Stats Made Easy

Practical Tools for Effective Experimentation

Sunday, August 24, 2008

Putting a snap into your presentation

What’s in for you to convince those funding your research that you are on the right track?

I once wrote a proceeding for a technical talk that featured active sentence structure with my familiar style of writing, in which I strive to write on a personal note (it’s all about “you”). The moderator, a PhD scientist, chastised me for not using passive language and keeping the tone impersonal (no “you” turns of phrasing allowed!). She told me that this was mandatory for a technical publication – in other words, dull my writing down to make it more boring and uninspiring.

“When it comes to writing engaging content, “you” is the most powerful word in the English language.”
-- Brian Clark, The Two Most Important Words in Blogging

Similarly, I’ve seen many engineers suck the life out of exciting discoveries. They do this by starting from the most mundane details and then methodically building their case in a “scientific manner.” Such a train of thought derails all but the most tenacious and technically-savvy reader. Granted, this must be done for academic journals, but presentations that go over the top scientifically frequently fall flat in the high-flying world of industrial R&D.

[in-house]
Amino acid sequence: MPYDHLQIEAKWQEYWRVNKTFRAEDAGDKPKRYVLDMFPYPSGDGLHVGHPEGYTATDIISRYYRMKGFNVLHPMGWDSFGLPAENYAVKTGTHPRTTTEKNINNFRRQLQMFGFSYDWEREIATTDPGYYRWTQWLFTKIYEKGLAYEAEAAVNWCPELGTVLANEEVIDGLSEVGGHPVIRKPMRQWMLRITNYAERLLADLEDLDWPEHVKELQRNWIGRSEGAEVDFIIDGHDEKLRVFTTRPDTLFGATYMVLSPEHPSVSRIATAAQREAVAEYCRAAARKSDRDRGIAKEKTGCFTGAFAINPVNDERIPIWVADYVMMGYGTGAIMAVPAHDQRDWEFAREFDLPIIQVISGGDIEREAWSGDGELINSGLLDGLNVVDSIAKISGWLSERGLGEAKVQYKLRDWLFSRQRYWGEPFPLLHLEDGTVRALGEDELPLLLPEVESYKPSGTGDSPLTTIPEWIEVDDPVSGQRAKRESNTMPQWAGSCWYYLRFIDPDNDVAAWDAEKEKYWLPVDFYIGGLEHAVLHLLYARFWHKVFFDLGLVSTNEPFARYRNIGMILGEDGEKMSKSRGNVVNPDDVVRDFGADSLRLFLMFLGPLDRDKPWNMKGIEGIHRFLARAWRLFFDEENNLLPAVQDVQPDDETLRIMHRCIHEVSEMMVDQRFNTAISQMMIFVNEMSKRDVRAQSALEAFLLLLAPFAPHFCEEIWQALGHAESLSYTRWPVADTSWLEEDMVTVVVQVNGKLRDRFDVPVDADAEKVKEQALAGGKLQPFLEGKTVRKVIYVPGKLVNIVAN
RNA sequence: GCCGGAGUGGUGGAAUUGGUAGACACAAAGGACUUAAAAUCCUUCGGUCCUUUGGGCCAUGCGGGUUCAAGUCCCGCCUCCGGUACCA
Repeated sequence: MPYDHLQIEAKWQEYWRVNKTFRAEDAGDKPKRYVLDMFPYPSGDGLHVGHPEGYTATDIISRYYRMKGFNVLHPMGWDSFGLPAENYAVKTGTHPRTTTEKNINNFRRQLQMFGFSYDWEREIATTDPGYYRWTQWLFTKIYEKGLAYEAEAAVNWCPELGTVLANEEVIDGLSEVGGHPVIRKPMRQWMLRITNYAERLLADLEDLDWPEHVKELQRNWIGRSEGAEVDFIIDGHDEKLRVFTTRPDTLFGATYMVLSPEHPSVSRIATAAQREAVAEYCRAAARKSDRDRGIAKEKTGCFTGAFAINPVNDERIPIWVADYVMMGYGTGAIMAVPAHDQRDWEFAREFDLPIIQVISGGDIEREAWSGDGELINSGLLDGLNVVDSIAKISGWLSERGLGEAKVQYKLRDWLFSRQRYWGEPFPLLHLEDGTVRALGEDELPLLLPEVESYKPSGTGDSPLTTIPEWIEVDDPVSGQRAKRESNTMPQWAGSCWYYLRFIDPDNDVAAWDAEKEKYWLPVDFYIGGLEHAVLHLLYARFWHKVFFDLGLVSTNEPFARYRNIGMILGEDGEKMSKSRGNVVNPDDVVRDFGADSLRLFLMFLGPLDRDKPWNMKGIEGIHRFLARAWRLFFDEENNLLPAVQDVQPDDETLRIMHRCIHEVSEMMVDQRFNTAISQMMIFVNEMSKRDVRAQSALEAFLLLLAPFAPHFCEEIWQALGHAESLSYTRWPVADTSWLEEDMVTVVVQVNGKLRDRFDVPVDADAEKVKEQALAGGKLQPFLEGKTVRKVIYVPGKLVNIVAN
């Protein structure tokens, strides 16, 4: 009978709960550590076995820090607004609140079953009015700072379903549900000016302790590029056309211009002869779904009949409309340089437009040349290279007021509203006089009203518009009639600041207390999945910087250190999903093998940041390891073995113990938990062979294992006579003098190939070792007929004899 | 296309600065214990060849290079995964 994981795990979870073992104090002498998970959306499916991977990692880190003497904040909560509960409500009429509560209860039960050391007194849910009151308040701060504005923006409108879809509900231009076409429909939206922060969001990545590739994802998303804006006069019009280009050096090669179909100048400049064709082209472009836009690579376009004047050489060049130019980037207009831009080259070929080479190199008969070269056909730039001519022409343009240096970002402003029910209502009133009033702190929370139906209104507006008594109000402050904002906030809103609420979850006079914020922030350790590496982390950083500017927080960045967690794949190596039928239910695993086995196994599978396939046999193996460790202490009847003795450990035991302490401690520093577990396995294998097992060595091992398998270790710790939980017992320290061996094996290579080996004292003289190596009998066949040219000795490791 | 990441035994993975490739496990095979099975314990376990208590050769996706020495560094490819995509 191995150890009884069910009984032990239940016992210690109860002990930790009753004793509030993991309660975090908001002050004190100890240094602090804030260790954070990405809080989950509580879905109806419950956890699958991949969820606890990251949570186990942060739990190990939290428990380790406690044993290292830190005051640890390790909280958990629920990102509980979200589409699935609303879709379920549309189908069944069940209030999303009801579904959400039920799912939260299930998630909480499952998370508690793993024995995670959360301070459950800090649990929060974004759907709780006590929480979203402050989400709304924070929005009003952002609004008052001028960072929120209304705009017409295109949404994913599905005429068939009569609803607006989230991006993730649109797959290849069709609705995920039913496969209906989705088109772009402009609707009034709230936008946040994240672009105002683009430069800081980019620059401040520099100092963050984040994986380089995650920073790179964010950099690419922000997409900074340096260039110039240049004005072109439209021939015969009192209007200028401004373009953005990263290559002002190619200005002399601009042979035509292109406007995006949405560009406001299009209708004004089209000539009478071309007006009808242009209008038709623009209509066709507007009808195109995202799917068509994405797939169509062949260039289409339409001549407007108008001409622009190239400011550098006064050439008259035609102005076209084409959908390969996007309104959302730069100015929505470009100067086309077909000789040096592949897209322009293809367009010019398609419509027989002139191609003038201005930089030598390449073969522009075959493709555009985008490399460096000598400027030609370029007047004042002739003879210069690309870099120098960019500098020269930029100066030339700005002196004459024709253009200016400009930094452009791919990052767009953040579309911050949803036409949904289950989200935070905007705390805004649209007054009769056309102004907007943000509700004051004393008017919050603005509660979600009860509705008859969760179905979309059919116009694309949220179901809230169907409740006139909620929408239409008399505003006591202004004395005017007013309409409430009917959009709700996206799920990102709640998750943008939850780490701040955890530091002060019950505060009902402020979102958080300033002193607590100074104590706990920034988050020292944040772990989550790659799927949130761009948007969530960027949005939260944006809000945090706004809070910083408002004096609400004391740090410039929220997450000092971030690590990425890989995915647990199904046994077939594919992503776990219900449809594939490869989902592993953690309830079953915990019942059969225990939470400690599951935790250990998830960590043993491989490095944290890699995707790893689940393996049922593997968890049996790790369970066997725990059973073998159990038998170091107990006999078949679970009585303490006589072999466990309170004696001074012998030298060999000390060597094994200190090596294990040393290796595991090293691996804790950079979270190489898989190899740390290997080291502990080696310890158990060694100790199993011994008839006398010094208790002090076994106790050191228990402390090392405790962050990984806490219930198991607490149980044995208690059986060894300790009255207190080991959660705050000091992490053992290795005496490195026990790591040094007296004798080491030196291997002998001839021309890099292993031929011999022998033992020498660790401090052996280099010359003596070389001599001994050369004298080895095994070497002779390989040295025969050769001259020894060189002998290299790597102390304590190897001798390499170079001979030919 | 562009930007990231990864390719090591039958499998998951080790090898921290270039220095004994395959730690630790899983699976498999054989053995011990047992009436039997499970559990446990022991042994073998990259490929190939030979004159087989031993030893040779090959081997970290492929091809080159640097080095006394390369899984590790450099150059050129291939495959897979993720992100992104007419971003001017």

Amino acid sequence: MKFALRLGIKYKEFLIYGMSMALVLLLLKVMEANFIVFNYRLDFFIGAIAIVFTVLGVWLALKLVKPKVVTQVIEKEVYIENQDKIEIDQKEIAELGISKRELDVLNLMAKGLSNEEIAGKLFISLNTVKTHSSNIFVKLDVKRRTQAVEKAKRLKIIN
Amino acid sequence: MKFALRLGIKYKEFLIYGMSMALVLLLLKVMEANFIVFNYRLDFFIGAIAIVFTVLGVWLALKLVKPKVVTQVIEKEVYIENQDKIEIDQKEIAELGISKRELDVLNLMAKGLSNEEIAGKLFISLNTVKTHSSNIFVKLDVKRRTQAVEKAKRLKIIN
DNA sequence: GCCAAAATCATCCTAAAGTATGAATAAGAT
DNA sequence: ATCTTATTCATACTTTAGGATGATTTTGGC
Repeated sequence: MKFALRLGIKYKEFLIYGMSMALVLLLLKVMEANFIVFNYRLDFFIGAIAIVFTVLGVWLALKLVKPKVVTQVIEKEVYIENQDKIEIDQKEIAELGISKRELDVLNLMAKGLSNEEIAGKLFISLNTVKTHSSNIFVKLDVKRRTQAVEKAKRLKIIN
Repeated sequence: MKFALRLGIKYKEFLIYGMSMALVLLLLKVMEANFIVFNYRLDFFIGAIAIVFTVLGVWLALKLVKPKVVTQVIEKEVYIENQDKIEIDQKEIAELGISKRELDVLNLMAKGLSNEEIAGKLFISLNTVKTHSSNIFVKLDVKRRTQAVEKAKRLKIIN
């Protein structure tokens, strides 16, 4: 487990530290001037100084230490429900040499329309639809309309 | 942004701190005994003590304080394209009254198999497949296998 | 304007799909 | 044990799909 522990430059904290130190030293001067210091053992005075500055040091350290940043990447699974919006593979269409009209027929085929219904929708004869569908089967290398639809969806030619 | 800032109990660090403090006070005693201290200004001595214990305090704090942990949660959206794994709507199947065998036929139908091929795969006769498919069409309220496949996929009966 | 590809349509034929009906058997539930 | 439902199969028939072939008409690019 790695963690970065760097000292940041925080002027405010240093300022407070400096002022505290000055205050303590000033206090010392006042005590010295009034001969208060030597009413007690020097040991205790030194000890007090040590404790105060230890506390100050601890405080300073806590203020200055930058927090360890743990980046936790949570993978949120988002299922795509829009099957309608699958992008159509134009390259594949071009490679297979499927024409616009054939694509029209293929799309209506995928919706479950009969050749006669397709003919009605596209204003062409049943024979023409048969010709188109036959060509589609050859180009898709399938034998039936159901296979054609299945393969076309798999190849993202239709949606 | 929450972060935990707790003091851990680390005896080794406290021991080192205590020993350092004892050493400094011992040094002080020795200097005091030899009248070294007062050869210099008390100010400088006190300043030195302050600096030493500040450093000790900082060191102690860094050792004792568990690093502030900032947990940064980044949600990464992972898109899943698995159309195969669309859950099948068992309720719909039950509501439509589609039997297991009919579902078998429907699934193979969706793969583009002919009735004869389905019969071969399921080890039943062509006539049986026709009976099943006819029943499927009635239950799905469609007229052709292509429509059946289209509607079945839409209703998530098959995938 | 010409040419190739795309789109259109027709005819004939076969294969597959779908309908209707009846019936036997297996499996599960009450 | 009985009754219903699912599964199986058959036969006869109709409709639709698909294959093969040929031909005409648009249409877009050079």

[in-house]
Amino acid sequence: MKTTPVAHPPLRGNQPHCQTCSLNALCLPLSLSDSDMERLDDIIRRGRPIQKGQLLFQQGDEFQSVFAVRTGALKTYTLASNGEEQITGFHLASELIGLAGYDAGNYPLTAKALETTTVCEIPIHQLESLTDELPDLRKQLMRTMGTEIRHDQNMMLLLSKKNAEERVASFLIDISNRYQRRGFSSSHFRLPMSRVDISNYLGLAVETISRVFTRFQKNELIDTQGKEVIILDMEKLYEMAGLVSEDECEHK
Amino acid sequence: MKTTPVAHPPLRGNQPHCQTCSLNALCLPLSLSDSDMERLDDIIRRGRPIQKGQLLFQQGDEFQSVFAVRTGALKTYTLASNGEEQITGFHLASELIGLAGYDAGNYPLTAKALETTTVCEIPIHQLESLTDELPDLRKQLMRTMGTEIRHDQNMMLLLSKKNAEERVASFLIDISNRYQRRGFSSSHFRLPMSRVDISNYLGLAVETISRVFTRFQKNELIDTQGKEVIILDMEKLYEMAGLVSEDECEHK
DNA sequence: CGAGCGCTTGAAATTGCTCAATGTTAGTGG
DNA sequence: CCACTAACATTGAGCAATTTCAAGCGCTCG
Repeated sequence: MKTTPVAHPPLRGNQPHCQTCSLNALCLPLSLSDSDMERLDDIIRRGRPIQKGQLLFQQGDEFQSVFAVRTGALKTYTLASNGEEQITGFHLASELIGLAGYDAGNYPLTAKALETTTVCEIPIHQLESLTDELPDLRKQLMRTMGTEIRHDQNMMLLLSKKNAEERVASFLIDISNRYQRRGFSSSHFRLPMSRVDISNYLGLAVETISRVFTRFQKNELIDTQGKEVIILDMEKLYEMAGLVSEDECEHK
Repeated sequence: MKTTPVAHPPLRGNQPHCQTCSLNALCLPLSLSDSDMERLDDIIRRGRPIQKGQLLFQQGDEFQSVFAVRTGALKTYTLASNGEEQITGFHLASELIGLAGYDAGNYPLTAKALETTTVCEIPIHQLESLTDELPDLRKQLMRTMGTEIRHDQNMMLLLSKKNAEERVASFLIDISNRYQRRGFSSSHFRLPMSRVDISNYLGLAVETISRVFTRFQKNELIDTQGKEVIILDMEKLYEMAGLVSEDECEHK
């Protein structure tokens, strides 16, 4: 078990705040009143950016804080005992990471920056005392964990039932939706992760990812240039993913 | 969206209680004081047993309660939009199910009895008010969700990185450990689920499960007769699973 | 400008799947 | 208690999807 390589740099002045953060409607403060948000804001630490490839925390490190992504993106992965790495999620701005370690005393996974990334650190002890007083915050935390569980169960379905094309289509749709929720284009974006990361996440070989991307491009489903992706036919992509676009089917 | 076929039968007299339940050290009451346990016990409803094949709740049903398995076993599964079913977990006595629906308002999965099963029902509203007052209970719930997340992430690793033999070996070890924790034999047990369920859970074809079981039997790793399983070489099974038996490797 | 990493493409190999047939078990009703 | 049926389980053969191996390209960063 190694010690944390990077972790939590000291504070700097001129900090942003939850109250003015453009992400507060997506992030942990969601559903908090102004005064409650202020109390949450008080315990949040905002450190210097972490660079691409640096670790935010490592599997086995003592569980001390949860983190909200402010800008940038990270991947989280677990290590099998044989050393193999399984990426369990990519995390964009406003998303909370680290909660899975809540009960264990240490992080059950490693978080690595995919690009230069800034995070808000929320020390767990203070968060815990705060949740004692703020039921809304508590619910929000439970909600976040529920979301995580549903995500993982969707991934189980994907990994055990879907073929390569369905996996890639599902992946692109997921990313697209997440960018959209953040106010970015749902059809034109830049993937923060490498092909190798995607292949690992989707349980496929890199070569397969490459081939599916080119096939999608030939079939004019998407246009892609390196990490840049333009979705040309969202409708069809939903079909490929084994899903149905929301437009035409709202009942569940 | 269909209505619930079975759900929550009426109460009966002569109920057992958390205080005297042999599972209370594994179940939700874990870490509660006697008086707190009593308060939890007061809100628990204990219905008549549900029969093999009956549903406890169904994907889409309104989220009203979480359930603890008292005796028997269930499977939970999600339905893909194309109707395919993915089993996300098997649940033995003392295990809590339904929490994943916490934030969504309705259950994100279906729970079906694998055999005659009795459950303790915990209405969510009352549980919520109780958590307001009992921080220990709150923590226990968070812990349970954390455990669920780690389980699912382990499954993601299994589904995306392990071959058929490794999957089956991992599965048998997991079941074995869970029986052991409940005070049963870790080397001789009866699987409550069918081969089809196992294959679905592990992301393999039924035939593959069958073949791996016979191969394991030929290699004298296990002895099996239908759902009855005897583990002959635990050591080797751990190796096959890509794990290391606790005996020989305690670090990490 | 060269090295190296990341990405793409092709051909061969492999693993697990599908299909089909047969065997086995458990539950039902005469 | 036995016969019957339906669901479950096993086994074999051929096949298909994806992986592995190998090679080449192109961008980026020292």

I am reading a book of short stories by a writer who captured the spirit of living on the edge – Jack London. Although he is best known for stories of Alaskan adventure, such as "The Call of the Wild," London also wrote of the rough-and-tumble world of the newspaper business in the early 1900’s – a time when William Randolph Hearst ruled the roost with his sensational journalism. I came across this good advice for aspiring writers by a character in Jack London's short story “Amateur Night” (1903):

“Be terse in style, vigorous of phrase, apt, concretely apt, in similitude. Avoid platitudes and commonplaces. Exercise selection. Seize upon things salient, eliminate the rest. … Tell it all in the opening paragraph as advertisement of contents, and in the contents tell it all over again. Then put a snapper at the end.”

Does this not tell what you need to do to put some pizzazz in your presentations? Go for it!


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